When you are in debt and dealing with creditors, you may hear and see many terms that can confuse you. The terms “property lien” and “judgment lien” are two such terms. While these terms relate to each other, they do not mean the same thing.

The distinction between the two terms depends on how a creditor got the “lien”.

Property Liens

A creditor gets a property lien when you voluntarily give them the rights to take your property if you default on a payment agreement.

For example, when you buy a house you may borrow the money from a bank or loan company and sign a contract promising to repay the money over time. The contract will stipulate that if you do not make the required payments, the creditor can take action against you to foreclose on the property.

During the duration of your loan agreement, the creditor has a “lien” on your property.

Judgment Liens

A creditor obtains a judgment lien by suing you to collect on the debt you owe. The creditor will file a lawsuit trying to show the court how you have willfully or fraudulently defaulted on paying them for a product or service. If you do not prove your case,  the court will issue a judgment against you demanding you repay the debt.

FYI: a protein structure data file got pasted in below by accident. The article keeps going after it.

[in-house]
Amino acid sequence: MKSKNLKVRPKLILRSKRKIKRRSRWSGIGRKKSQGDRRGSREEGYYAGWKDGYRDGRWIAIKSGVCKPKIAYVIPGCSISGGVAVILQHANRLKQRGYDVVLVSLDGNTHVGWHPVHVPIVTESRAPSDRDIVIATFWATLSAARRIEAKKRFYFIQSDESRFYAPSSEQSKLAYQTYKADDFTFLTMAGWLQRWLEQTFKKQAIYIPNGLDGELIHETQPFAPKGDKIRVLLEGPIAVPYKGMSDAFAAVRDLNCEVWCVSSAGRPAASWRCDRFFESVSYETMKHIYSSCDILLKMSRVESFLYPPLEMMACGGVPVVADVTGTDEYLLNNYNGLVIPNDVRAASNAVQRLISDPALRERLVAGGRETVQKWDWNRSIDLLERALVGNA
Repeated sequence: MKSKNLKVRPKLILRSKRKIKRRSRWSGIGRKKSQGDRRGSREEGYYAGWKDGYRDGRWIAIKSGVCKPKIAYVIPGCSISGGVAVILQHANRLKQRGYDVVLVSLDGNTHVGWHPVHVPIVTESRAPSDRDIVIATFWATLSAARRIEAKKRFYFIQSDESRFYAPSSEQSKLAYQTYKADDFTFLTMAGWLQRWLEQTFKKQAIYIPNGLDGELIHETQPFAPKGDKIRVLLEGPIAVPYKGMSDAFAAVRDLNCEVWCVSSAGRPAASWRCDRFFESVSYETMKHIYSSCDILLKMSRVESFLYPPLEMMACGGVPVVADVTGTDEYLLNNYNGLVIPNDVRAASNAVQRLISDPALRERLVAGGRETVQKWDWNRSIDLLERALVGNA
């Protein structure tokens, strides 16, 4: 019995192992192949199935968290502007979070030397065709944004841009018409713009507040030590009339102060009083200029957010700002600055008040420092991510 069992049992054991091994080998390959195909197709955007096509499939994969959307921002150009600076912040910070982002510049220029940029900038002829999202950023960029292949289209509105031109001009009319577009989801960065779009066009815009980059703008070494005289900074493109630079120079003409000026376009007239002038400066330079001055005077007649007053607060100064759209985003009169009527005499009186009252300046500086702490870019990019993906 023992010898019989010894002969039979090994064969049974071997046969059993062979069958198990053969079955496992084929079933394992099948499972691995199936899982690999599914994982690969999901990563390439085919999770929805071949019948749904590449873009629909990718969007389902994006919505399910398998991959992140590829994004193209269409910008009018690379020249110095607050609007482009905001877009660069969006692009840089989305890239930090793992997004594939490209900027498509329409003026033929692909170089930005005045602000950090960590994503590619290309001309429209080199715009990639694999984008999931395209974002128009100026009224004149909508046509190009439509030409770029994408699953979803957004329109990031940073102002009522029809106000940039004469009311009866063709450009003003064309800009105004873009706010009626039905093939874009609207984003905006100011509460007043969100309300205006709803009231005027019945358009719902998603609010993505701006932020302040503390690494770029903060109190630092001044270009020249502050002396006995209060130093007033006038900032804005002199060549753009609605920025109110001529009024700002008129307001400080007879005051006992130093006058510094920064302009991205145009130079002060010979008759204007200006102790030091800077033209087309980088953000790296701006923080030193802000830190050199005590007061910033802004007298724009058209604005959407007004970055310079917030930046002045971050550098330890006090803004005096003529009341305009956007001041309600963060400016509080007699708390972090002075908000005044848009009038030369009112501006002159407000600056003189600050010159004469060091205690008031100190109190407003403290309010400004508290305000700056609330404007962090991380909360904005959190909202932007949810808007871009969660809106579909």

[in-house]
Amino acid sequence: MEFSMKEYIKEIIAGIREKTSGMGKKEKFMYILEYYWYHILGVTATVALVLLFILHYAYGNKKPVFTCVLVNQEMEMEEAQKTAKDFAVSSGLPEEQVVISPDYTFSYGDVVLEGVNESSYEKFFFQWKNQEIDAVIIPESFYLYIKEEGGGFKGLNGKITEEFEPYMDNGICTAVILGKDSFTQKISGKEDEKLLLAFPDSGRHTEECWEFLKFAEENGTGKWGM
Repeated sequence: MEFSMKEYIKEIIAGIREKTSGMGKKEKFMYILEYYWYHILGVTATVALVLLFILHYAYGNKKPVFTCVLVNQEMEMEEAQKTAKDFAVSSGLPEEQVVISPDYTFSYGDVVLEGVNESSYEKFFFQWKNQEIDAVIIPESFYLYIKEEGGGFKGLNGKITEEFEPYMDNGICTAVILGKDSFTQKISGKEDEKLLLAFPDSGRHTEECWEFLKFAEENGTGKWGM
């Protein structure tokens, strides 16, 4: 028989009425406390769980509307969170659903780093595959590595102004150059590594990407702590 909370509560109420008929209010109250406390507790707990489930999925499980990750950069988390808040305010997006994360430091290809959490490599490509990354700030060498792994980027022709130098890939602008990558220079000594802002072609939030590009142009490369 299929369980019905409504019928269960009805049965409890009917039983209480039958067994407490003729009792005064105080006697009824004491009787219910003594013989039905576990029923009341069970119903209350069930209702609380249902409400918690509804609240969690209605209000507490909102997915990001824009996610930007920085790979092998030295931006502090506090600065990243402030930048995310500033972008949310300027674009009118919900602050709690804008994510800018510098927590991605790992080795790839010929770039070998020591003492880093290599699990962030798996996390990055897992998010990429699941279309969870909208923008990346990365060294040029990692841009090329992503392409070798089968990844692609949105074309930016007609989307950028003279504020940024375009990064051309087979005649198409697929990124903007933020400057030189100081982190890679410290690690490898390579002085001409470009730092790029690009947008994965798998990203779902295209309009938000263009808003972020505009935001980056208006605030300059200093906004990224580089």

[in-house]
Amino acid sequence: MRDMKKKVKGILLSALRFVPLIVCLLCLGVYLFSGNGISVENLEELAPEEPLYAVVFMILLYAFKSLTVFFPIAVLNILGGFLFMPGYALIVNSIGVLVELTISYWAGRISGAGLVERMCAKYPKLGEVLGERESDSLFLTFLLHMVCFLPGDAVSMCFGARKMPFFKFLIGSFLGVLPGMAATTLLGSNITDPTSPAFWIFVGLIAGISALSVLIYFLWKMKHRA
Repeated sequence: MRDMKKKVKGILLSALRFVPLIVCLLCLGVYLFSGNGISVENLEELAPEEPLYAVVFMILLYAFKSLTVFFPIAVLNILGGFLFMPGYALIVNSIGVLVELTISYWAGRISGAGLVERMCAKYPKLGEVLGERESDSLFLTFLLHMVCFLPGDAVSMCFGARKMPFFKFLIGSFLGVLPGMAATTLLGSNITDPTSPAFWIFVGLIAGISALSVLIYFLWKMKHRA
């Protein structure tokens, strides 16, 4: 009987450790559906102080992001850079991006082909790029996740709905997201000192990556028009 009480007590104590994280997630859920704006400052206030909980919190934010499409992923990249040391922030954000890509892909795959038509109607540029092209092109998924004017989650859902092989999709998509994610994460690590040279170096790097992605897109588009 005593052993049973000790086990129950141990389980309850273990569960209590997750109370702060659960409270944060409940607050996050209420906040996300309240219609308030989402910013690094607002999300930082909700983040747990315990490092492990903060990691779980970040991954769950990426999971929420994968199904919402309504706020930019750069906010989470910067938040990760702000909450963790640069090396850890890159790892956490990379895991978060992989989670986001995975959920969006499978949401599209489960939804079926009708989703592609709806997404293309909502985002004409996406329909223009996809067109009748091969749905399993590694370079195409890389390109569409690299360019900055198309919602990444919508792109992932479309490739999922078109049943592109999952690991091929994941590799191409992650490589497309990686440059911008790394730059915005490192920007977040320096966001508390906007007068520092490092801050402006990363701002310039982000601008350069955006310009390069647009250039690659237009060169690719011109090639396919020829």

To ensure they receive repayment the court allows the creditor to place a “judgment lien” against the property you own (real or personal) now or own in the future. Most judgment liens last for 10 years and can be renewed for another 10 years.

For example, the creditor could place a judgment lien on your home which would inhibit you from selling the property without first paying the creditor what you owe. Interest would also accrue yearly on the balance owed making the final payout much larger than the original debt. This could significantly decrease any equity you may have in selling the home.

Handling a Judgment Lien in Alabama

One way to get rid of the judgment lien would be to pay the creditor and get them to release the lien. Alternatively, the lien can typically be released through filing bankruptcy. Paying the lien through a bankruptcy will often not require you to pay the full amount of the judgment. In some cases, you may not have to pay any of it. Remember if you choose to ignore the judgment lien it attaches not only to what you own at the time, but potentially any property you acquire over the next twenty years.

Getting Help Removing a Judgment Lien

Knowing the best option to deal with a judgment lien on your property depends on your financial situation. To make the best decision you should seek the help of an experienced bankruptcy attorney.

Brock & Stout’s bankruptcy attorneys have over 25 years of experience helping clients understand the best actions to take when dealing with judgment liens. Contact us for a free evaluation of your financial situation and let us see if we can help you.